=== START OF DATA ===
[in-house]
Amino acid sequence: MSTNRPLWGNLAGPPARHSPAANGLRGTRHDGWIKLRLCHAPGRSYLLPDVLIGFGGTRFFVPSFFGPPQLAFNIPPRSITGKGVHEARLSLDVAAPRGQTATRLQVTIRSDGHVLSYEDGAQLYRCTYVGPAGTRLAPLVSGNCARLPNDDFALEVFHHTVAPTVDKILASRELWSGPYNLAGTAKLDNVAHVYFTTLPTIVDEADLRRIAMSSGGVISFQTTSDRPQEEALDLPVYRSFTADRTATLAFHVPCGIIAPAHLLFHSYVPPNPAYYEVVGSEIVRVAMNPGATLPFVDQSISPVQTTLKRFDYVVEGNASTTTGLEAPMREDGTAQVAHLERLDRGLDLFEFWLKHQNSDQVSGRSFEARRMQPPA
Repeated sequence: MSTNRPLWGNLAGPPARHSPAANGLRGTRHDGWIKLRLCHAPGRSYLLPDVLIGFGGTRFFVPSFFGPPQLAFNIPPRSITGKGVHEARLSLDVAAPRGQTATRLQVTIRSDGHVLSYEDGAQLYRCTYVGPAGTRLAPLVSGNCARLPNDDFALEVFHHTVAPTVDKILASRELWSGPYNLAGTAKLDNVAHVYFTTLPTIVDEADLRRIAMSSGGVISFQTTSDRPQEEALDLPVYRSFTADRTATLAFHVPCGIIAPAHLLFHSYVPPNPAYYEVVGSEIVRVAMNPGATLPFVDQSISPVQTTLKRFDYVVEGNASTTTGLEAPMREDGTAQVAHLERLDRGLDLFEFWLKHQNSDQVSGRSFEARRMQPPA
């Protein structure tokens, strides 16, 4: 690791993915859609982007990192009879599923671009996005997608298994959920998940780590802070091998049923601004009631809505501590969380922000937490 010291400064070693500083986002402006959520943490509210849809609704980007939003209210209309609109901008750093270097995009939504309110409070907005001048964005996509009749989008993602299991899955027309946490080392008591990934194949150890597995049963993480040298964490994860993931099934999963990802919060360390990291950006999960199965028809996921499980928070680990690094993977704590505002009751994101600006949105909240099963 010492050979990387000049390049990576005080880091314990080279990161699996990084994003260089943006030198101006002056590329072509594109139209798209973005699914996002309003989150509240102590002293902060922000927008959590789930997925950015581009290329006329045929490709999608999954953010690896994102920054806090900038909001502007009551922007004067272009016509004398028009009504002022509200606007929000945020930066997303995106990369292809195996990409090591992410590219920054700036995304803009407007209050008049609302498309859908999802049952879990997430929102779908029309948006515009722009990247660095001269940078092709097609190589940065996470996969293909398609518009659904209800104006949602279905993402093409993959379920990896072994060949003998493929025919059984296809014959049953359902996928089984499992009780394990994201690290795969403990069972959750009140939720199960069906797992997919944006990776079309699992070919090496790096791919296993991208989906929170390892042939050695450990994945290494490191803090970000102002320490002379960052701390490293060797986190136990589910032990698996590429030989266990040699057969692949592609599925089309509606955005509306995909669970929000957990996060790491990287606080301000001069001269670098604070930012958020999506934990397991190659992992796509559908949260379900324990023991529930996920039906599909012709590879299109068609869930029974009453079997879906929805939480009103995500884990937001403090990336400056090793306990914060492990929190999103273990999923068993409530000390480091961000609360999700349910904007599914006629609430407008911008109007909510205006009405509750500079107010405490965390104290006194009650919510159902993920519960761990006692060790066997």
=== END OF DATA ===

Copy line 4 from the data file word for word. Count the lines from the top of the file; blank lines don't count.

């Protein structure tokens, strides 16, 4: 690791993915859609982007990192009879599923671009996005997608298994959920998940780590802070091998049923601004009631809505501590969380922000937490 010291400064070693500083986002402006959520943490509210849809609704980007939003209210209309609109901008750093270097995009939504309110409070907005001048964005996509009749989008993602299991899955027309946490080392008591990934194949150890597995049963993480040298964490994860993931099934999963990802919060360390990291950006999960199965028809996921499980928070680990690094993977704590505002009751994101600006949105909240099963 010492050979990387000049390049990576005080880091314990080279990161699996990084994003260089943006030198101006002056590329072509594109139209798209973005699914996002309003989150509240102590002293902060922000927008959590789930997925950015581009290329006329045929490709999608999954953010690896994102920054806090900038909001502007009551922007004067272009016509004398028009009504002022509200606007929000945020930066997303995106990369292809195996990409090591992410590219920054700036995304803009407007209050008049609302498309859908999802049952879990997430929102779908029309948006515009722009990247660095001269940078092709097609190589940065996470996969293909398609518009659904209800104006949602279905993402093409993959379920990896072994060949003998493929025919059984296809014959049953359902996928089984499992009780394990994201690290795969403990069972959750009140939720199960069906797992997919944006990776079309699992070919090496790096791919296993991208989906929170390892042939050695450990994945290494490191803090970000102002320490002379960052701390490293060797986190136990589910032990698996590429030989266990040699057969692949592609599925089309509606955005509306995909669970929000957990996060790491990287606080301000001069001269670098604070930012958020999506934990397991190659992992796509559908949260379900324990023991529930996920039906599909012709590879299109068609869930029974009453079997879906929805939480009103995500884990937001403090990336400056090793306990914060492990929190999103273990999923068993409530000390480091961000609360999700349910904007599914006629609430407008911008109007909510205006009405509750500079107010405490965390104290006194009650919510159902993920519960761990006692060790066997």